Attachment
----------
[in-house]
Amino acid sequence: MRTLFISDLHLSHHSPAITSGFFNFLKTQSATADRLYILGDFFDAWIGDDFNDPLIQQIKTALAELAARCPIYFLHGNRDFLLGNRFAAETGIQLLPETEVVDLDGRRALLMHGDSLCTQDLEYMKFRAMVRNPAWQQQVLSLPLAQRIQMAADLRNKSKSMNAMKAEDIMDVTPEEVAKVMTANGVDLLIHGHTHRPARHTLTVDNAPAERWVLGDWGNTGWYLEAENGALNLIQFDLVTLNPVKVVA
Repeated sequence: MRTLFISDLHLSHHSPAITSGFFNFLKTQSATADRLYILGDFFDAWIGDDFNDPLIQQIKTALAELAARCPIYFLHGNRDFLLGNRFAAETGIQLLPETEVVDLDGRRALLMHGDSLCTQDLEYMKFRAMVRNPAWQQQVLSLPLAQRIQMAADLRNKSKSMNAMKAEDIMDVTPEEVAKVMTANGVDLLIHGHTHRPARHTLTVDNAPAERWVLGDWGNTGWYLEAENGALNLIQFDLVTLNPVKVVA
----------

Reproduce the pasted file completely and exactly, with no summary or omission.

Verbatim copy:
[in-house]
Amino acid sequence: MRTLFISDLHLSHHSPAITSGFFNFLKTQSATADRLYILGDFFDAWIGDDFNDPLIQQIKTALAELAARCPIYFLHGNRDFLLGNRFAAETGIQLLPETEVVDLDGRRALLMHGDSLCTQDLEYMKFRAMVRNPAWQQQVLSLPLAQRIQMAADLRNKSKSMNAMKAEDIMDVTPEEVAKVMTANGVDLLIHGHTHRPARHTLTVDNAPAERWVLGDWGNTGWYLEAENGALNLIQFDLVTLNPVKVVA
Repeated sequence: MRTLFISDLHLSHHSPAITSGFFNFLKTQSATADRLYILGDFFDAWIGDDFNDPLIQQIKTALAELAARCPIYFLHGNRDFLLGNRFAAETGIQLLPETEVVDLDGRRALLMHGDSLCTQDLEYMKFRAMVRNPAWQQQVLSLPLAQRIQMAADLRNKSKSMNAMKAEDIMDVTPEEVAKVMTANGVDLLIHGHTHRPARHTLTVDNAPAERWVLGDWGNTGWYLEAENGALNLIQFDLVTLNPVKVVA